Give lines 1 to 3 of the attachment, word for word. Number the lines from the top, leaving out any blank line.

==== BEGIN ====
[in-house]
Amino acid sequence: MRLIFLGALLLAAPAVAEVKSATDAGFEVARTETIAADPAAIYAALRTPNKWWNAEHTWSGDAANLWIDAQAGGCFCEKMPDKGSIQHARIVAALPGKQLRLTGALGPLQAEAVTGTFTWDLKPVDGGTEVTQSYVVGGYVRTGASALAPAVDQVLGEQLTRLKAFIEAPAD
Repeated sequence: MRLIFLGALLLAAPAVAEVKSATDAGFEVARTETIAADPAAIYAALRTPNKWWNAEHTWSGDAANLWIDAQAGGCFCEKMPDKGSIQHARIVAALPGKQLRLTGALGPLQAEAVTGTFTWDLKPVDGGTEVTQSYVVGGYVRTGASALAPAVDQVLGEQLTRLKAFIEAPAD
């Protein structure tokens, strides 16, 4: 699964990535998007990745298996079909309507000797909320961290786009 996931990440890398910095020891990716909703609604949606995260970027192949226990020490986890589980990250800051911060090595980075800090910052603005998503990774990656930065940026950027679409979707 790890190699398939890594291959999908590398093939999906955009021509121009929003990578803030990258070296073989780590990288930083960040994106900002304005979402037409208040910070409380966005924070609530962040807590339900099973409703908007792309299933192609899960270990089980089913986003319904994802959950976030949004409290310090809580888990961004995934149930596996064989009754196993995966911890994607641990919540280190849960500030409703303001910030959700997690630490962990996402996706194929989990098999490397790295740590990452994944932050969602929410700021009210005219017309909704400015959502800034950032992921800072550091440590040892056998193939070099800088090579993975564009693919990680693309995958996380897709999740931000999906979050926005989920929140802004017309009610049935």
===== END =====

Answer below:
[in-house]
Amino acid sequence: MRLIFLGALLLAAPAVAEVKSATDAGFEVARTETIAADPAAIYAALRTPNKWWNAEHTWSGDAANLWIDAQAGGCFCEKMPDKGSIQHARIVAALPGKQLRLTGALGPLQAEAVTGTFTWDLKPVDGGTEVTQSYVVGGYVRTGASALAPAVDQVLGEQLTRLKAFIEAPAD
Repeated sequence: MRLIFLGALLLAAPAVAEVKSATDAGFEVARTETIAADPAAIYAALRTPNKWWNAEHTWSGDAANLWIDAQAGGCFCEKMPDKGSIQHARIVAALPGKQLRLTGALGPLQAEAVTGTFTWDLKPVDGGTEVTQSYVVGGYVRTGASALAPAVDQVLGEQLTRLKAFIEAPAD